Mix together flour, baking powder, salt and sugar. Cut or rub in shortening and butter until dough is the size of small peas. Add basil, lemon juice and zest and stir (don’t be tempted to the add lemon juice to the half and half– it will curdle it). Add the half and half and stir until all the dry ingredients are incorporated and the dough just comes together. Drop by tablespoonfuls onto a cookie sheet. Brush tops with melted butter and sprinkle with raw sugar. Bake in a 400 degree oven 15 minutes until lightly golden.  Makes 8 shortcakes.

Does this cinnamon roll make my butt look fat?

I have found what could quite possibly be the world’s largest cinnamon roll.  I’m not counting the cinnamon rolls that are made as part of a stunt to get into some sort of world record book or in honor of National Cinnamon Roll day (if there is such a thing, which I’m sure there probably is).  I’m just talking about your everyday,  average, run-of-the-mill cinnamon rolls served at diners, cafes and restaurants on a regular basis. 

I encountered this behemoth, butter-laden pastry at the Rocking Chair Cafe in Conway, Missouri which is smack-dab between Springfield and Lebanon along I-44.  I’d read the cinnamon rolls were big here, but I was not fully prepared for what I saw as the waitress approached my table.  When she saw my face she guffawed.  Other patrons whispered and tittered as I whipped out my camera to take a photo (little did they know that I take pictures of lots of food).

It was so big it was spilling off the plate. This cinnamon roll was 7 inches across and 3 1/2 inches high in the center and about 3 inches around the outside (yes, I actually used a ruler).  And DAMN was it ever good.  Sometimes big food can be really disappointing, but not this time.  They way I figure it, it was at least 147 cu. inches of scrumptiousness.  And I know I’m a hypocrite the way I go on about this cinnamon roll because I’m the first to complain about how gargatuan portion sizes doled out at restaurants are making Americans fat, but in my defense I had to struggle to finish half of it.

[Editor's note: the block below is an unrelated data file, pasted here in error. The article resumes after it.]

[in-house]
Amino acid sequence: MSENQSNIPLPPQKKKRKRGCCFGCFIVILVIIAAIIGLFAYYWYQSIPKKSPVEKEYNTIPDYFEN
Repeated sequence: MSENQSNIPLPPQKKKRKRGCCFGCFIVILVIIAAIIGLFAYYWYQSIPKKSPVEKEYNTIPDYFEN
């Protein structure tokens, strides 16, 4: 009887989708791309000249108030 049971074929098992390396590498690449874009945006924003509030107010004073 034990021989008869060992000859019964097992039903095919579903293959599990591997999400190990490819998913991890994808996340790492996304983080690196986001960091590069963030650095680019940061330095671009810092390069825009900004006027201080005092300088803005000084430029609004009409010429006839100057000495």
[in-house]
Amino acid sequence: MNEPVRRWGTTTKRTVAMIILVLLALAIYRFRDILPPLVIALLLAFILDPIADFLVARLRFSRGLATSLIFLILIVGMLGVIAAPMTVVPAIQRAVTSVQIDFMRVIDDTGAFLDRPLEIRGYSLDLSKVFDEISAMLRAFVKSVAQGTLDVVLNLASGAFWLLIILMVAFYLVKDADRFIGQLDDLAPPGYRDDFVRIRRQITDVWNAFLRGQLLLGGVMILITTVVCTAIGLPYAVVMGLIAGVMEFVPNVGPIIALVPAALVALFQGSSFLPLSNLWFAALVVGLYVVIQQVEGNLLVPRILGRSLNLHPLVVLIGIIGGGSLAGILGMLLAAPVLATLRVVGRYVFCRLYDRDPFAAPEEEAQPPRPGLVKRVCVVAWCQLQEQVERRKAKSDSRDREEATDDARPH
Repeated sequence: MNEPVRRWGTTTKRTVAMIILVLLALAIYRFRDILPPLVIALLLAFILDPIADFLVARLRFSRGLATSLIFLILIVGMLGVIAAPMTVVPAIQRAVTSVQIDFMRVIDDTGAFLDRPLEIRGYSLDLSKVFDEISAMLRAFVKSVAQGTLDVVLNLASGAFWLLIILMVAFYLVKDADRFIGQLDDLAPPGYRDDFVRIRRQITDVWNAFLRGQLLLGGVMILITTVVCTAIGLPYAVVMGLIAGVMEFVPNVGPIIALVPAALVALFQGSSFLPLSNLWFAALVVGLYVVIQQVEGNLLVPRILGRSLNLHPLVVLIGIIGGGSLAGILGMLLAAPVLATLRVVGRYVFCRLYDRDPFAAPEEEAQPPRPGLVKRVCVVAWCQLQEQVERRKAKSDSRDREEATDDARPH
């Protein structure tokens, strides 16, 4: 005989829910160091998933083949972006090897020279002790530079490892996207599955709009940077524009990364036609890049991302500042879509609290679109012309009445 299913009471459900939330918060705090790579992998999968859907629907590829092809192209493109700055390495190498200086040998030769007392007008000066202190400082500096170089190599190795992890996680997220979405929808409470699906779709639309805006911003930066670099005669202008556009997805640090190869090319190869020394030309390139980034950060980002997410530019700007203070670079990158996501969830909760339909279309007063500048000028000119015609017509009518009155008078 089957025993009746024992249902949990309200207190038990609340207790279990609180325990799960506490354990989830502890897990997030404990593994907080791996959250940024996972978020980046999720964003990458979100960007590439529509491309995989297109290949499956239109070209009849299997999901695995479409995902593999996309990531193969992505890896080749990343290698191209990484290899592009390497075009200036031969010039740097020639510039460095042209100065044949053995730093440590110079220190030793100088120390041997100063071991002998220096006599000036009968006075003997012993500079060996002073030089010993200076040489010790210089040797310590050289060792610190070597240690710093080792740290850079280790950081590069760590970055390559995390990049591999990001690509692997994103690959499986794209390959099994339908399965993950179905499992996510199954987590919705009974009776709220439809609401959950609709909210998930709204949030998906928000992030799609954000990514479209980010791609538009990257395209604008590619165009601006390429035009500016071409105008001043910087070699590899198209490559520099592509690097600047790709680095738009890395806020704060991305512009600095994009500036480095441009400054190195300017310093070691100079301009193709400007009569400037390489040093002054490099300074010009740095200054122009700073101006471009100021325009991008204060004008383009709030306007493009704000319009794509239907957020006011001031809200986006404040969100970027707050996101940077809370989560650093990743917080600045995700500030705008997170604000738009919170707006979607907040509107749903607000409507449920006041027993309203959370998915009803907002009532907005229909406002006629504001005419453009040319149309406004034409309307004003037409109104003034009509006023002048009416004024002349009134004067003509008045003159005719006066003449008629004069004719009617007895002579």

I googled for photos of what other people consider the “biggest cinnamon roll” and found a few examples here and here that pale in comparison to the monster at the Rocking Chair.   Are there any other cinnamon rolls out there that can beat this one? I’d love to see it if there is.

Roadtrip Redux: The beekeeper cometh

Last month, I wrote about my roadtrip to California which included a stop at a great Mexican restaurant in Winslow, AZ where I briefly met a beekeeper who sells his honey to the restaurant.

Well, it turns out the beekeeper, Roy Crain, has family in the same are of Missouri where I currently live.  Roy’s wife, Karen, found my blog while googling camelthorn honey and told me they were coming to Missouri and were bringing me some honey.  I was THRILLED– not only about the honey, but that she’d also  stumbled upon my blog.

I chatted with Roy on the phone a few times and we agreed to meet at a little diner in Conway, MO.   Roy, Karen and their daughter Jessie and I shared a lot of conversation, coffee and the biggest cinnamon rolls you’ve ever seen (more on that in another post).